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Should we convert more Park City intersections to roundabouts?

I live in Jeremy Ranch and the Jeremy and Pinebrook roundabouts are often the bane of my existence. When we did Park City Follies, we had a whole video about the roundabouts with lots of a four-letter word mixed in.

With that in mind, I came upon the most comprehensive discussion of roundabouts that I have ever read. It was amazing. I learned such facts as:

  • The Jeremy and Pinebrook “roundabouts” are actually called rotaries, due to their size.
  • One-quarter of the 35,000 traffic death per year in the US happen at intersections.
  • 0.1 percent of all crashes at roundabouts end in death. 04 percent of crashes at intersections lead to death.
  • Elon Musk says Tesla’s can’t self drive roundabouts yet.
  • It costs at least a couple of million dollars per intersection to convert it to a single lane, small, roundabout.

If you have the time, and care about roundabouts, this Freakonomics article is worth the time. In some ways they make a lot of sense.



Just an Opinion

Roundabouts are easier in some ways and harder in others.

Drivers are more accustomed to how to navigate a stop sign. More drivers are unfamiliar with roundabouts and try to exit off roundabouts from the inside lane quite frequently. There isn’t time in a roundabout to think for those drivers. They just panic and go for it, or they come to a crawl or stop while they figure out what they should do.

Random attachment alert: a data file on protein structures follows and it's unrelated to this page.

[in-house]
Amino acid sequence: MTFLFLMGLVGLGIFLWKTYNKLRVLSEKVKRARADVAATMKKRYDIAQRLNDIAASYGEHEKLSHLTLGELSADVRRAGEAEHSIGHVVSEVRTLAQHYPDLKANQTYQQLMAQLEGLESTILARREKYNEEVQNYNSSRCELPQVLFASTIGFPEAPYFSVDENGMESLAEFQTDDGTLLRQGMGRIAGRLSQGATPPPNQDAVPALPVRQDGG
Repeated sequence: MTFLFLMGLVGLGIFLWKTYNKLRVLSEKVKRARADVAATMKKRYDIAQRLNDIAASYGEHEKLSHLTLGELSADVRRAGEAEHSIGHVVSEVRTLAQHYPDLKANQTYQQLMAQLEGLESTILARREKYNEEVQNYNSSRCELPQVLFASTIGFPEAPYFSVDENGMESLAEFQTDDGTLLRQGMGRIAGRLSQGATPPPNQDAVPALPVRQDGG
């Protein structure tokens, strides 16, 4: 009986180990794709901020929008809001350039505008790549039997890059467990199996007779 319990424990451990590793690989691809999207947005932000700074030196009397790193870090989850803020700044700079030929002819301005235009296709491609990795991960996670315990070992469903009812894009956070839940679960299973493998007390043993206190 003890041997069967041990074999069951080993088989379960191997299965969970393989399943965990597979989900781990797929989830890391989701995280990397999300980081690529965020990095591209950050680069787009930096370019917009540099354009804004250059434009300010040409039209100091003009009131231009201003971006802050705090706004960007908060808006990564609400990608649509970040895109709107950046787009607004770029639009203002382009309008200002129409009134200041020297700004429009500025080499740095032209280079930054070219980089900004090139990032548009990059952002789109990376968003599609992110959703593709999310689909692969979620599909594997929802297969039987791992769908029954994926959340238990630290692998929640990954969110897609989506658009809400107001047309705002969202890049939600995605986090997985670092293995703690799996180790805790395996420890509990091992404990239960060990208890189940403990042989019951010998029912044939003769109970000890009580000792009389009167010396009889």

Roundabouts also take up more space with asphalt. Passengers’ heads are squished against the window as the vehicle makes a long, tight hard turns around roundabouts.

I don’t know the answer. Personally, I’m tired of all the roundabouts and would prefer to avoid them if I could, mostly because other drivers don’t navigate them as intended and put me and my passengers in danger almost daily. I’m a defensive driver who knows not to exit from the middle lane. Roundabouts might not generate as many accidents, but they certainly generate a fair amount of frustration during driving.

Dennis Jorgensen

I lived in England for a year and half. I have a British driver license. Round -abouts are every where. It’s in their DNA. They work wonderful in many situations and mostly keep traffic moving. Sometimes not. I regularly seen traffic backed up for a full mile trying to enter a single Iane roundabout. Not just one or two directions but all five roads. They are not perfect. But for the purpose they are designed they do work. But when a road has consistent high traffic , guess what they do, they install traffic signals. In the middle of the roundabout. Even the British have trouble navigating a multiple lane roundabout or double roundabout. This is true on a high traffic road. So another solution to high traffic roads is take the roundabout out and put in traffic signals on a intersection. Especially in the city of Liverpool. Liverpool is a little unusual in England in that they have wide roads. This helps. Americans do need to learn how to navigate roundabout. Learn the do and nots of roundabout use. In short in some situations roundabout are the solution in some situations they are the problem.

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